Last week, I took a drive over Trail Ridge Road in Rocky Mountain National Park, which is a beautiful excursion above the tree line with some truly majestic vistas. Every time I travel that road, there’s a spot where a certain word pops into my mind. It happens where the road rises to transition from the subalpine forest to the alpine tundra, and the word is krummholz.
If you know this word, the reason it springs to mind at that point is probably obvious. I don’t remember when I first learned the word, but I’d guess it was on a trip to a national park—perhaps even RMNP when I was about 8 years old on a trip out to Colorado from California. Krummholz refers to the trees and other vegetation in the transition zone between subalpine and alpine, plant life which is typically twisted and deformed by the struggle to survive in extreme winds and temperatures.
Krummholz trees frequently include pines and firs. They cling to rocky ground, dwarfed, bent, and gnarled. Those that still survive frequently have green branches on only the lee side, away from high winds, forming flag trees. Those that fail leave white twisted tree corpses. It’s a stark yet beautiful landscape, as well as a reminder of the tenacity of life and the unforgiving climate of the high mountains.
I love the word krummholz. From German, it translates literally as “bent wood” or “crooked wood” (and keep your off-color jokes to yourself!). It sounds like it should be the name of a character from a Charles Dickens novel, some old curmudgeon, or maybe even a cagey and twisted villain. I’m not opposed to the Dickensian naming convention in my own writing, so I could see using some variant of Krummholz someday for a baddy.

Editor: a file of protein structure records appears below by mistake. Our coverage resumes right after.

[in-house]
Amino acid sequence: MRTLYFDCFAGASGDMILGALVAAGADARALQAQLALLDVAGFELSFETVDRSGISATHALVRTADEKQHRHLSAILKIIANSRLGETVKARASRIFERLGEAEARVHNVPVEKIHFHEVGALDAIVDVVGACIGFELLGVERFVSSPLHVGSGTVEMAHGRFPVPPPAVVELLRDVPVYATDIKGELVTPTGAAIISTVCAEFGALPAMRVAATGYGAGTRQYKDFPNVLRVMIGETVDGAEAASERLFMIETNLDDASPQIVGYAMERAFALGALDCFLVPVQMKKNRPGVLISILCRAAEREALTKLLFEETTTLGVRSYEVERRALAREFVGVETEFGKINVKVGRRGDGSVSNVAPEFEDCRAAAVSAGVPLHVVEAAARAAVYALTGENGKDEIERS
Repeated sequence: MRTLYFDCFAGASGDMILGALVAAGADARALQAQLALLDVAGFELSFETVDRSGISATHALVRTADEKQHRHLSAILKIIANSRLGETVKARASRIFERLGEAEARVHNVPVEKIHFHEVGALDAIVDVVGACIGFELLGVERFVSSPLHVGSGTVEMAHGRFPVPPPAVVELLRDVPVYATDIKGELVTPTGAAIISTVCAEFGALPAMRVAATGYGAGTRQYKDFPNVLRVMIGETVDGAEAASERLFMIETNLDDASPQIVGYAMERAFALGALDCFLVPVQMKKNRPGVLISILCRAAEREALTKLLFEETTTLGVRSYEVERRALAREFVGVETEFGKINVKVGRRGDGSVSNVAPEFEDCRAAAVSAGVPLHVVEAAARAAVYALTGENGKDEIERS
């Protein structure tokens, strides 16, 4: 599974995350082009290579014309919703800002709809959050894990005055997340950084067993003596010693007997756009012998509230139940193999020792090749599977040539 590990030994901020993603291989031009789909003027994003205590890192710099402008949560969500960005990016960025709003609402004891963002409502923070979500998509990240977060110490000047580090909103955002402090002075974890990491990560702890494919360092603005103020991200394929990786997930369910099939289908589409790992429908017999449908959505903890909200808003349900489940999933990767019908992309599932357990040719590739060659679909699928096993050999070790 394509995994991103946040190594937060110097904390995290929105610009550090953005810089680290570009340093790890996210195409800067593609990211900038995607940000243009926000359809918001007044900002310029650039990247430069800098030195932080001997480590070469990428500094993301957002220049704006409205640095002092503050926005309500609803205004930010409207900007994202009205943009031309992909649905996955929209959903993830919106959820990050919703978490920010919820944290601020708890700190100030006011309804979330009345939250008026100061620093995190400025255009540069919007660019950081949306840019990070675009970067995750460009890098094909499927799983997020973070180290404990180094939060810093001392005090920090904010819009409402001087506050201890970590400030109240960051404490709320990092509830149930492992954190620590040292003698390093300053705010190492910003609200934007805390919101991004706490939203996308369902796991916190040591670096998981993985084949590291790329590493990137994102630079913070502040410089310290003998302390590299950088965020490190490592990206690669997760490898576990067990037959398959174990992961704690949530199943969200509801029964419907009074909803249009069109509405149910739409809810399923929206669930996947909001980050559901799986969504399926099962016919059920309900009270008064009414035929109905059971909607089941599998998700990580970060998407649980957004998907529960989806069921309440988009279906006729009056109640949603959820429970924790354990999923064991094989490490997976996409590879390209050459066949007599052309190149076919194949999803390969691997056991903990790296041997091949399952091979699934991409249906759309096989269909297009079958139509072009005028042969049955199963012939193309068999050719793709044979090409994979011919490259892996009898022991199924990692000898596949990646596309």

Part of what gives the word power, to me anyway, is its existence at that transition point. The krummholz zone, though fairly small, is a grand visible sign of metamorphosis: one thing becoming another, a tree-covered land rising to where no tree can survive. Transitions are powerful—more powerful than the states on either side, which are static. As a fiction writer, it’s the transitions that matter, that are important to demonstrate. Maybe that’s why krummholz has always stuck in my mind.
When I looked up the proper spelling of krummholz (and actually there are acceptable variants), I found another word, a synonym, that deepened my appreciation for this transition zone. In 1903, an English translation of the German Krummholz was rendered as elfin-wood. The term elfinwood survives as an acceptable variant for krummholz. As a fan and writer of fantasy fiction, how could this word not spark the imagination?
I don’t believe I’ve ever written fiction about the krummholz zone—although thoughts are churning now. What sort of elfin creatures could live in this stunted wilderness? What would they look like—twisted and gnarled like the landscape itself or somehow resistant to the elements? Why do they live there, and for how long has this been their home? Good questions to start with, and perhaps if I choose to answer them, a story will evolve to solve the mysteries.
Follow B. K. Winstead on Twitter at @bkwins